Find these useful tips to help primary teachers engage students remotely in ongoing reading and literacy tasks.
Many educators are considering how to best meet the needs of their students in the physical and virtual classroom. Engaging students in ongoing reading tasks is one important strategy teachers are focusing on.
There is a great range of online storybook platforms, as well as appropriate reading material for younger students also found online that can be easily accessed by parents for their children (links to resources will soon be available on the upcoming AISNSW Learning from Home Portal). Many teachers will also send home books with students so they can be read alone or with the help of a parent.
When students are reading to parents and on their own, they can be recording new words they have learned, writing and drawing descriptions or noting information they have learned while reading the text.
It's always better to provide parents with guidance to support their child in reading at home. Reading strategies to support students at home include:
- reading with expression to model what fluent reading sounds like
- discussing the book, including the main characters, events, settings and illustrations
- asking children to retell the story, prompts such as ‘what happened at the beginning, middle and end’ are helpful
- talking about the information contained in non-fiction books eg, “What did you find out about wombats?”
- discussing the people, places and events in books and comparing them with the child’s experiences
- selecting new words from the text and telling children what they mean using ‘student-friendly' language. This is a great way to develop vocabulary.
Maintaining a connection with students during a period the school is closed is vital.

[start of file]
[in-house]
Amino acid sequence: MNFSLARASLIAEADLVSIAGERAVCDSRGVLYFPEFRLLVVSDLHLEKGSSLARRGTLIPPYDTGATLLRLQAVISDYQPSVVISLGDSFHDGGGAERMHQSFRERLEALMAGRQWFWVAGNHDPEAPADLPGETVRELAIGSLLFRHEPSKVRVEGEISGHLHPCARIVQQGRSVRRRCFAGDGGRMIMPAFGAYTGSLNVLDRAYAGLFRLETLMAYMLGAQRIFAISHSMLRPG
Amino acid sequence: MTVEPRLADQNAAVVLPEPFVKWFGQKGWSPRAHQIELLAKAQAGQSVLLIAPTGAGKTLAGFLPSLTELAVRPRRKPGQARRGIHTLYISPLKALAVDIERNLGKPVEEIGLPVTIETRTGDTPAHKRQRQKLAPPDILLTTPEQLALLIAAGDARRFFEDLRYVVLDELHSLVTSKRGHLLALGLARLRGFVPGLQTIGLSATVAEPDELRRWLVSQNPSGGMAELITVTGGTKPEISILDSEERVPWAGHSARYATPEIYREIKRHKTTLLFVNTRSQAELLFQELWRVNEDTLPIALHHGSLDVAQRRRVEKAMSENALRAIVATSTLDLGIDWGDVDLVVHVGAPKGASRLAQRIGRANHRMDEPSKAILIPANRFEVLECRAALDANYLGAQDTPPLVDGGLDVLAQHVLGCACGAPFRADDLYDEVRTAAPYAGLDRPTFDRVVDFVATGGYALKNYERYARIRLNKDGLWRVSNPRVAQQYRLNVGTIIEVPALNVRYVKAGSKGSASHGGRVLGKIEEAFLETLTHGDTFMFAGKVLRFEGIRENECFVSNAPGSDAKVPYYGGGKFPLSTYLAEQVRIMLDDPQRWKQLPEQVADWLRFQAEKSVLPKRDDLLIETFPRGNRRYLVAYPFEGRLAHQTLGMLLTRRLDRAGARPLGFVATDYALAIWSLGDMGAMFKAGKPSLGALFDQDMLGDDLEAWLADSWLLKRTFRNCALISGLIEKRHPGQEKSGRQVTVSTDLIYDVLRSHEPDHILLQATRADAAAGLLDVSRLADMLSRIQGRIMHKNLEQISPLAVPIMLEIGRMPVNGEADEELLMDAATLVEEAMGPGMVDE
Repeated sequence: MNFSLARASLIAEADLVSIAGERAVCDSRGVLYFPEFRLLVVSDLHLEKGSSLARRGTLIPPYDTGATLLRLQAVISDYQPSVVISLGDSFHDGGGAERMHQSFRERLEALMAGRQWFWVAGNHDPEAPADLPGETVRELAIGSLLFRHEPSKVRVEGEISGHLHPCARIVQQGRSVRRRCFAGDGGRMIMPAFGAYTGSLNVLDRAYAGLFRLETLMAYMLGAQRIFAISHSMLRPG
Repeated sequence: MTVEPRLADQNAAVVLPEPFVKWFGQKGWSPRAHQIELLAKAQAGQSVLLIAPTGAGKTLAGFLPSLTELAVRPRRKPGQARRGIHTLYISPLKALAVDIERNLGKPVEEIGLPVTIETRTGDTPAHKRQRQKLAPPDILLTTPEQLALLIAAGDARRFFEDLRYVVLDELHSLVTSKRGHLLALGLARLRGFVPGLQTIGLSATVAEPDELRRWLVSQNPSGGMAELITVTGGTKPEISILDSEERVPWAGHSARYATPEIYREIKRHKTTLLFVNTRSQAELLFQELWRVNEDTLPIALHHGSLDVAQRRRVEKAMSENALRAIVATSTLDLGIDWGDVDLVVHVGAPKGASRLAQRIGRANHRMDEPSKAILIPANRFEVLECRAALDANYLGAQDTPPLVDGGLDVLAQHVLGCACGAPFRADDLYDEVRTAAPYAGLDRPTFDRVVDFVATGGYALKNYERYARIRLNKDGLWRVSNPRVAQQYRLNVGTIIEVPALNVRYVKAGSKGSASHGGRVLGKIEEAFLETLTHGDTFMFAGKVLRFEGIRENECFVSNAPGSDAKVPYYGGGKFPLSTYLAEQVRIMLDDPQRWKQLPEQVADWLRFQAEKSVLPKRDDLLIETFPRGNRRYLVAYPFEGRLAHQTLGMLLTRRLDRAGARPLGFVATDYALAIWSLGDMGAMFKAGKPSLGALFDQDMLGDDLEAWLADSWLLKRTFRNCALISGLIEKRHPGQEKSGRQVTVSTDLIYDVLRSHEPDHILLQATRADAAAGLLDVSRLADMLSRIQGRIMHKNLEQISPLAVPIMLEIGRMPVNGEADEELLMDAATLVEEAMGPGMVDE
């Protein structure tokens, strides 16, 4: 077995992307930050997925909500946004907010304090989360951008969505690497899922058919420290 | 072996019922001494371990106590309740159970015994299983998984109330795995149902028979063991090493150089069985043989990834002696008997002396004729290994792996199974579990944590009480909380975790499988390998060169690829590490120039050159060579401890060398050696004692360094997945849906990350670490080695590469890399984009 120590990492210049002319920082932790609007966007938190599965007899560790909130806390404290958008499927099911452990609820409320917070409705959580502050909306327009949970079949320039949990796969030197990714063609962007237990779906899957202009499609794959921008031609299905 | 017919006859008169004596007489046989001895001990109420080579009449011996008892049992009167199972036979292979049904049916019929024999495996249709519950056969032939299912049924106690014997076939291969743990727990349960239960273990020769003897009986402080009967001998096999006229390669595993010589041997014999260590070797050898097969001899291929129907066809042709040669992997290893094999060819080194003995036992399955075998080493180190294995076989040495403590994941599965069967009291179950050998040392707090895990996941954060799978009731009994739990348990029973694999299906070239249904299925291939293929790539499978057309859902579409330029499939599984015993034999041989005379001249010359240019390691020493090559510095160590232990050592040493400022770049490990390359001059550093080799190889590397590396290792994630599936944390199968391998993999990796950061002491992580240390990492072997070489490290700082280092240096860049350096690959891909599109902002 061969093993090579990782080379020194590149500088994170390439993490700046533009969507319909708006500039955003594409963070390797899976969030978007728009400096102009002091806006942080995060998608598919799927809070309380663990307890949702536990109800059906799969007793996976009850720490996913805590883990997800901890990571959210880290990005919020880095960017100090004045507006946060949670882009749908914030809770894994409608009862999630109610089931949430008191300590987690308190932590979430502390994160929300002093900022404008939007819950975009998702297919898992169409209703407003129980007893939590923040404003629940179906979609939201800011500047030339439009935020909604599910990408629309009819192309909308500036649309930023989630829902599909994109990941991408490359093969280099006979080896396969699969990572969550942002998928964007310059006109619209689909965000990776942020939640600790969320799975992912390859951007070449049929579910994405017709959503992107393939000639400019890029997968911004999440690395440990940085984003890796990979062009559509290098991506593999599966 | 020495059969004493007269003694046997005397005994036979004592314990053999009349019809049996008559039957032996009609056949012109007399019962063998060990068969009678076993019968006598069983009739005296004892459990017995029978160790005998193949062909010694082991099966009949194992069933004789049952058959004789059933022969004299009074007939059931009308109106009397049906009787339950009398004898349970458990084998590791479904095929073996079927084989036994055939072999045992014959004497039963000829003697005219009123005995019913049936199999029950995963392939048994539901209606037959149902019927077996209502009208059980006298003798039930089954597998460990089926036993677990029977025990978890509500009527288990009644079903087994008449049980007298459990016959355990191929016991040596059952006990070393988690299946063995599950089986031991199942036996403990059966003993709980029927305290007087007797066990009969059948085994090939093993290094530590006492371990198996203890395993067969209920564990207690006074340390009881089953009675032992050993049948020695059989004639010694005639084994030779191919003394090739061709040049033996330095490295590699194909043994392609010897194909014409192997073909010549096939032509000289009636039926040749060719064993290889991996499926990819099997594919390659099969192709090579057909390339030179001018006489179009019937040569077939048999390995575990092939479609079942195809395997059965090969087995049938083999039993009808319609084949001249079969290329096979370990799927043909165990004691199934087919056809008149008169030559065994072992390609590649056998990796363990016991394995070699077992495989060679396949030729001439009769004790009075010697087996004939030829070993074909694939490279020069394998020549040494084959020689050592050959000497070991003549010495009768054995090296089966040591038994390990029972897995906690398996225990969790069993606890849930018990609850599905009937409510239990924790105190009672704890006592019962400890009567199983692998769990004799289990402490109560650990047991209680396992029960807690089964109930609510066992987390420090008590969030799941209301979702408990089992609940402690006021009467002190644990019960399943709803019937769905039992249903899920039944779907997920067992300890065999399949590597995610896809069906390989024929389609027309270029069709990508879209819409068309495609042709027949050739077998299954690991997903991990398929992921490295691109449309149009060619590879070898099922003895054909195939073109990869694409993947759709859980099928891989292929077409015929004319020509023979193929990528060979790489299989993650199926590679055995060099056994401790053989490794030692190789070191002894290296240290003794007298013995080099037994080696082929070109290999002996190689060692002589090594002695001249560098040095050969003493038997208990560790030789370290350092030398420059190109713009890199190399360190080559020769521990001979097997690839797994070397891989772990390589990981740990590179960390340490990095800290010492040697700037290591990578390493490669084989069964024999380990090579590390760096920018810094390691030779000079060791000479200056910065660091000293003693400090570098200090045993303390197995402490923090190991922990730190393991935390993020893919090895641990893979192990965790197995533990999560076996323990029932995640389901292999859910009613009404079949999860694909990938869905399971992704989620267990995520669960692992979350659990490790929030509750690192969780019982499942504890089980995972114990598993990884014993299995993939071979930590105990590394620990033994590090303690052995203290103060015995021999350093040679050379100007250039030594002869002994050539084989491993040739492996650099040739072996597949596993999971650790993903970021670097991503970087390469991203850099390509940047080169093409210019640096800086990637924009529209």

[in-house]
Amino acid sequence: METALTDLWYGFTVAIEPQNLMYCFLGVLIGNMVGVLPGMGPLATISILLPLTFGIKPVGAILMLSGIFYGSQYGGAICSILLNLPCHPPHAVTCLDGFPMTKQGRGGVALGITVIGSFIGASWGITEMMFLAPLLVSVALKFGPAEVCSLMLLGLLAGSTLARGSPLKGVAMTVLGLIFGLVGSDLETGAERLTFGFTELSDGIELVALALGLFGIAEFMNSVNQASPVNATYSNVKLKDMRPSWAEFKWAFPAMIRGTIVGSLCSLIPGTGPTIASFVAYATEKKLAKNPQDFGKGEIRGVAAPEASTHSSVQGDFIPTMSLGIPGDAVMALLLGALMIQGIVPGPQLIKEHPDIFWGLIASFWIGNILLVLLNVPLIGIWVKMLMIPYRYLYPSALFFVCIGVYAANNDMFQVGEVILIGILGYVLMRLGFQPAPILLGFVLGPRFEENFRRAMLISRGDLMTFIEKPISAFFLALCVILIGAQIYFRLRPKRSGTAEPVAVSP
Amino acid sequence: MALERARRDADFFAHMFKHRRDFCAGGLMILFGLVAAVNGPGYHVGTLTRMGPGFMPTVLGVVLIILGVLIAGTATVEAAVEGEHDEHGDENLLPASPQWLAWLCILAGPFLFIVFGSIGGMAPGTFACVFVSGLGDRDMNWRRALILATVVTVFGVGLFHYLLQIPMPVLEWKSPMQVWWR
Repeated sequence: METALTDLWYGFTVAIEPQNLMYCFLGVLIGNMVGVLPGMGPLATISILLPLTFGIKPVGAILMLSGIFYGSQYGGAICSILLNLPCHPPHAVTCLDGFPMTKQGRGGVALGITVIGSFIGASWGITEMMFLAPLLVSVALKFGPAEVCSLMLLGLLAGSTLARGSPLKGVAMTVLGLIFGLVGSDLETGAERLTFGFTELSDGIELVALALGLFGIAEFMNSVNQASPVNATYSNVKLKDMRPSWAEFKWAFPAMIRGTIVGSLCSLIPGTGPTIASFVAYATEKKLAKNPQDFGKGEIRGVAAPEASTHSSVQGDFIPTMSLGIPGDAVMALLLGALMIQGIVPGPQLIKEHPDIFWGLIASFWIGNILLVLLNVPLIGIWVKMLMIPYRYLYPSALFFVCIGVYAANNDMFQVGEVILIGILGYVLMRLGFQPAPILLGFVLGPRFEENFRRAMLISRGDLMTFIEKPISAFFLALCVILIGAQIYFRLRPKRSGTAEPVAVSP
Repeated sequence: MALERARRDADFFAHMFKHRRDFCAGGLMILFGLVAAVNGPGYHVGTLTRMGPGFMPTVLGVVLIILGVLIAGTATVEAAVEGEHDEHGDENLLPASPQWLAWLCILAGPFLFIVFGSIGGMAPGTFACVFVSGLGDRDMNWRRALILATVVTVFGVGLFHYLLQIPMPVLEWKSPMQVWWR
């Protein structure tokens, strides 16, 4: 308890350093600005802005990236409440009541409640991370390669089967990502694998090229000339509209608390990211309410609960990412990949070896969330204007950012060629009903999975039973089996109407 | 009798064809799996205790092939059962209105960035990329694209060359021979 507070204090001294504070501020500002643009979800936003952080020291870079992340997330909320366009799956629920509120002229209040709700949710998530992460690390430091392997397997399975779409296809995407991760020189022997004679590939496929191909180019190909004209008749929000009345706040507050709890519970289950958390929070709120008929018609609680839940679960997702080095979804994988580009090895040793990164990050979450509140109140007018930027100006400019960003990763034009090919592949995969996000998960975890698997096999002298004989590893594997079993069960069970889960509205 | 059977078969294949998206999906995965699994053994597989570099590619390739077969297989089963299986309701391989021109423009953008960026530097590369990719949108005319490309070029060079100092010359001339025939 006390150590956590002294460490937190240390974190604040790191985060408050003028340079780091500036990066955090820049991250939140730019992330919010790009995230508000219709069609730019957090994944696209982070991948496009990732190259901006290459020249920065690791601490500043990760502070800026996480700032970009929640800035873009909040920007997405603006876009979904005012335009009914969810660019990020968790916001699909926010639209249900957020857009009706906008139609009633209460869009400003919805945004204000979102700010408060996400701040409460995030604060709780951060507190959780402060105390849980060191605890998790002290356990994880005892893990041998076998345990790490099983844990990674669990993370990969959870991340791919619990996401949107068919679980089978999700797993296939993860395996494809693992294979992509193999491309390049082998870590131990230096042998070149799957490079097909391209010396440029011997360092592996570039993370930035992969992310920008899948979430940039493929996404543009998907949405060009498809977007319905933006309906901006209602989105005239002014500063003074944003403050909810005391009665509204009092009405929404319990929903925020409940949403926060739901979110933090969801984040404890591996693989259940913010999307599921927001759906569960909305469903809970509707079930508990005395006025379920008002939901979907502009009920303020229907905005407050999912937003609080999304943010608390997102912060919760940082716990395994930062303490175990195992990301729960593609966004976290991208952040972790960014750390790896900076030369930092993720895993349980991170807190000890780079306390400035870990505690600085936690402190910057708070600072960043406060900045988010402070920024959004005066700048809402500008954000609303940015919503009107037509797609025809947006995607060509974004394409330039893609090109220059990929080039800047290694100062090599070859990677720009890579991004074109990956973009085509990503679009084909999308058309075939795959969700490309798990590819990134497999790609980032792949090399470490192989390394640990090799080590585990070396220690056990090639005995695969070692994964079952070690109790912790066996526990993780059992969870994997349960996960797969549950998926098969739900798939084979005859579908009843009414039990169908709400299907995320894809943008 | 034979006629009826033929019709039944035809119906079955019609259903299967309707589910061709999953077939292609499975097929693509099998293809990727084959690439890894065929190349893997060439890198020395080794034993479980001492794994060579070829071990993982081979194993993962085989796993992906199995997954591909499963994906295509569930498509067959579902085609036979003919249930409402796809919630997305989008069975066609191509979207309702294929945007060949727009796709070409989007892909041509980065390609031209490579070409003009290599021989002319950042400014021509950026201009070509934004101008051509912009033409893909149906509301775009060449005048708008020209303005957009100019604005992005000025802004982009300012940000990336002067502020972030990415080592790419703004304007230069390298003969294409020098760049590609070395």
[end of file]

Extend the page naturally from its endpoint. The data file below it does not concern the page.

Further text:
Recording the learning
These discussions can then be illustrated on story maps or diagrams to record the learning that is happening. Similarly, when students are reading to parents and on their own, they can be recording new words they have learned, writing and drawing descriptions or noting information they have learned while reading the text.
Further home-reading strategies
Other strategies to assist students in learning at home include looking for links to the curriculum in everyday life. For example:
- creating a family tree or interviewing a family member would provide a wealth of information for students about the concept of change
- asking children to record events in a journal and add new words they learn each day
- students can also write a letter or a blog to their classmates about their experiences at home. This could be revisited after the students return to the classroom, providing a wealth of material about student’s experiences at home.
Other strategies to assist students in learning at home include looking for links to the curriculum in everyday life.
Teachers can assist the process for parents by creating a daily timetable and checklist for students to work through. This may involve time spent connecting online with the teacher and peers and independent work to follow on from class discussions online.
Keep connecting with students
Maintaining a connection with students during a period the school is closed is vital. Online platforms such as Zoom help teachers keep in touch with the class. Creating a positive environment by having a ‘joke’ sharing time to inject fun and humour into the day or including a way for the students to care for their peers such as sending encouraging messages or videos are ways to keep engagement higher. Where online connection is limited, consider creating penpals with the class so the students can keep in touch.
While having students in the classroom is the best way to impart teaching and monitor learning, adapting to other environments can stretch the students' skills and bring parents closer to their child's learning.
For more information please contact the AISNSW Student Services Project: Literacy Fiona Elliott.